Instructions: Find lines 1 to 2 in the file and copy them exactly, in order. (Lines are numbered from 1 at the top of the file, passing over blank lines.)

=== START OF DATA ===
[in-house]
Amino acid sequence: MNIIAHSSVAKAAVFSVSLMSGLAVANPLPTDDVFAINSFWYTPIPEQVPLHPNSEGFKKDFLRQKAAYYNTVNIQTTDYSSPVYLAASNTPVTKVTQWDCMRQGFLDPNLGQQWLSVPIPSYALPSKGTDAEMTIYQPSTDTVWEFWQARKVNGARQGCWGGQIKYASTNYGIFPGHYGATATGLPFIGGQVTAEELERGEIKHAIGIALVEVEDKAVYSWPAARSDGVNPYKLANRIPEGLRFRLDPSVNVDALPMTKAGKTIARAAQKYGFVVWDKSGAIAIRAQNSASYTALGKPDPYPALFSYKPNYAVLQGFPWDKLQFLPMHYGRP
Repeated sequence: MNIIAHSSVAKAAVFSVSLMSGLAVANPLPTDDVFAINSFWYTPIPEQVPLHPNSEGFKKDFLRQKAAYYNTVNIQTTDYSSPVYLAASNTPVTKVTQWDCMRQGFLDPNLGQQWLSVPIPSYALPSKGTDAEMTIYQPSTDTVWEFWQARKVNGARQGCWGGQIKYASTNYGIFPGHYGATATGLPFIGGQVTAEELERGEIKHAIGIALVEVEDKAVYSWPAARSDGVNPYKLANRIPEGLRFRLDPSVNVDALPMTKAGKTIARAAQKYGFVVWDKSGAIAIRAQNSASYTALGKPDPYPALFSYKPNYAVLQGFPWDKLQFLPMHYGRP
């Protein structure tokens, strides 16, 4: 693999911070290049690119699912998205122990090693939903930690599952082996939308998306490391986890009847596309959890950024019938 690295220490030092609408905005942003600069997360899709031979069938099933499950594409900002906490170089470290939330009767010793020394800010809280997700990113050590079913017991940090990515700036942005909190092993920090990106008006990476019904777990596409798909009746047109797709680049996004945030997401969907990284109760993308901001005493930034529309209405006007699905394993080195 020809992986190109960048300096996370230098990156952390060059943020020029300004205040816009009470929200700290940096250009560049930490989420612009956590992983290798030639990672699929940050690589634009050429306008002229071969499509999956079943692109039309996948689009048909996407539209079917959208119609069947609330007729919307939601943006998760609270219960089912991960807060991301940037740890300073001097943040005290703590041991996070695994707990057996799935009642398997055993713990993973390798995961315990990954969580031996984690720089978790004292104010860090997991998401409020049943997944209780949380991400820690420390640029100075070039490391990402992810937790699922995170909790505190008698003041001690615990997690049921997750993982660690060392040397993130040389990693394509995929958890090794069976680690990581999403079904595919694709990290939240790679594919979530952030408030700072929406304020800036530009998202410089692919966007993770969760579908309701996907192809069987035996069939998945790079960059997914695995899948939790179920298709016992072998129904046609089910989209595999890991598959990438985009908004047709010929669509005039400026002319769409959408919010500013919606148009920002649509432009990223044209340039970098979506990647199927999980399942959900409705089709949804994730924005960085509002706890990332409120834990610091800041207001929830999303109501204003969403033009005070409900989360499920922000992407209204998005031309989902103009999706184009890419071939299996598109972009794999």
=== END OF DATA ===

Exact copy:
[in-house]
Amino acid sequence: MNIIAHSSVAKAAVFSVSLMSGLAVANPLPTDDVFAINSFWYTPIPEQVPLHPNSEGFKKDFLRQKAAYYNTVNIQTTDYSSPVYLAASNTPVTKVTQWDCMRQGFLDPNLGQQWLSVPIPSYALPSKGTDAEMTIYQPSTDTVWEFWQARKVNGARQGCWGGQIKYASTNYGIFPGHYGATATGLPFIGGQVTAEELERGEIKHAIGIALVEVEDKAVYSWPAARSDGVNPYKLANRIPEGLRFRLDPSVNVDALPMTKAGKTIARAAQKYGFVVWDKSGAIAIRAQNSASYTALGKPDPYPALFSYKPNYAVLQGFPWDKLQFLPMHYGRP